How CRISPR Gene Editing Works

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Author's Note: How CRISPR Gene Editing Works

Writing articles like this scares me. This technology is so, so exciting. The implications generally seem so very cool, but it also feels like we have started to figure out so much about how to manipulate life with technology that we're bound to screw up at some point. CRISPR gives us so much power — and in ways that we can't anticipate. The world works well, you know? Messing with it is just scary. Then again, how could we ignore such a powerful technique that could help us in so many ways?

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  • Brennan, Zachary. "Human Gene Editing, CRISPR and FDA: How Will They Mix?" Regulatory Affairs Professional Society. Dec. 2, 2015. (April 29, 2016)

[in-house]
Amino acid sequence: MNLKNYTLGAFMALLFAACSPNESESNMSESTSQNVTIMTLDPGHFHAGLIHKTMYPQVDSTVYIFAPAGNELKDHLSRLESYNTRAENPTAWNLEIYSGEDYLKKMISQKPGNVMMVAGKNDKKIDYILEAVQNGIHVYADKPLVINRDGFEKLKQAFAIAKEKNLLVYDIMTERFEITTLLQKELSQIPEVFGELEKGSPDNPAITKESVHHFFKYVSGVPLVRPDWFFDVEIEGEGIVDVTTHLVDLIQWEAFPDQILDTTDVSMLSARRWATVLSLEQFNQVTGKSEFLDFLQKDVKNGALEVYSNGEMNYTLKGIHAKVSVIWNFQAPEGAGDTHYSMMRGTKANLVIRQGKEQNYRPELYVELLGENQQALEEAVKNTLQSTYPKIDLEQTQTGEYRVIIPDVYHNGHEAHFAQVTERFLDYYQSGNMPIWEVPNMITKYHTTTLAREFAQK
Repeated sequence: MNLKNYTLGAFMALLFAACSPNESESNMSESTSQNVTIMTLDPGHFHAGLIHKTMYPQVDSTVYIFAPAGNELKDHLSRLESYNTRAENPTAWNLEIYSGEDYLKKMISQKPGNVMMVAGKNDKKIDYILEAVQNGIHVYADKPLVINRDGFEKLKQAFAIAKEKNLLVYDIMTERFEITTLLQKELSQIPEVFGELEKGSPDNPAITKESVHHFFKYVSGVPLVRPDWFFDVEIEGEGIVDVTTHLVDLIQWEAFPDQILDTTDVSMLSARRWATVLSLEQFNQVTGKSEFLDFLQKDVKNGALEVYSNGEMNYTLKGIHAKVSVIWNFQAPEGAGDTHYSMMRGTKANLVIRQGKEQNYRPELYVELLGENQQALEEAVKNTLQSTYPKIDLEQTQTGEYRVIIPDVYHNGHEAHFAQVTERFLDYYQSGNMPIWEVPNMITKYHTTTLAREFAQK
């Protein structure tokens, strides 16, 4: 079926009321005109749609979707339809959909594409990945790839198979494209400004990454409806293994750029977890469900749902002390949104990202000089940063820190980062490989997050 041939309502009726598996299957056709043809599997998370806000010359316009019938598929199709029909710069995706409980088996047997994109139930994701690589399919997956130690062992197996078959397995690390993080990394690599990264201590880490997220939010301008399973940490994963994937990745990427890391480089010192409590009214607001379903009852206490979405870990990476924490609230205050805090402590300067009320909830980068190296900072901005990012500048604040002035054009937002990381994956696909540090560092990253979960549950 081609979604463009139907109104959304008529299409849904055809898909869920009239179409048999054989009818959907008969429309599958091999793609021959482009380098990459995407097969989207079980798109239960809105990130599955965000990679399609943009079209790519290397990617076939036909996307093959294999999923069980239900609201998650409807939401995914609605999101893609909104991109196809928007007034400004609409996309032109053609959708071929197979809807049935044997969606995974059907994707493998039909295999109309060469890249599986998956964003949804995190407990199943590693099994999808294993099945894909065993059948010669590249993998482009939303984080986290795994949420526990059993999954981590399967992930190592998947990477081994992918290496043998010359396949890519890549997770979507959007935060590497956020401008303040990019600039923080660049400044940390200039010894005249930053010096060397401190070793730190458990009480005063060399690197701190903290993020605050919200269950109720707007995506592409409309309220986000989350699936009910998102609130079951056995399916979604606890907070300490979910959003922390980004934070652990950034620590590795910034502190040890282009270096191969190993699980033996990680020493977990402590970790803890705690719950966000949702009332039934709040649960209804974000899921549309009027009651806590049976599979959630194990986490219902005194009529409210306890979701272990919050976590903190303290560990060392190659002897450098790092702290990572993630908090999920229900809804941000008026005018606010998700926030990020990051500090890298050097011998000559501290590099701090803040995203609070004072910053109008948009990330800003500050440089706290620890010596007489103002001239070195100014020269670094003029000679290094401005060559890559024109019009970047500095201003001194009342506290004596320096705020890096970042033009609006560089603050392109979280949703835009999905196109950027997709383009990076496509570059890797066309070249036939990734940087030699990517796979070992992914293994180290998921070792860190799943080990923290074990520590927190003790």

• Brown, Kristen V. "Inside the garage labs of DIY gene hackers, whose hobby may terrify you." Fusion. March 29, 2016. (April 13, 2016)
  • Ledford, Heidi. "CRISPR, the disruptor." Nature. Volume 522. Pages 20-24. 2015.
  • Ledford, Heidi. "CRISPR, the disruptor." Nature. Volume 522. Pages 20-24. 2015.
  • Maxmen, Amy. "The Genesis Engine." Wired. August 2015. (April 13, 2016)
  • Radiolab. "Antibodies Part 1: CRISPR" June 6, 2015. (April 13, 2016)
  • Regalado, Antonio. "Who Owns the Biggest Biotech Discovery of the Century?" MIT Technology Review. Dec 4, 2014. (April 19, 2016)
  • Petree, Jessica. Graduate Student in Chemistry, Emory University. Personal correspondence. April 13, 2015.
  • Stoye, Emma. "Crispr-edited mushroom dodges regulation." Chemistry World. April 26, 2016. (April 29, 2016)
  • Zimmer, Carl. "Breakthrough DNA Editor Born of Bacteria." Quanta Magazine. Feb 6, 2015. (April 13, 2016)

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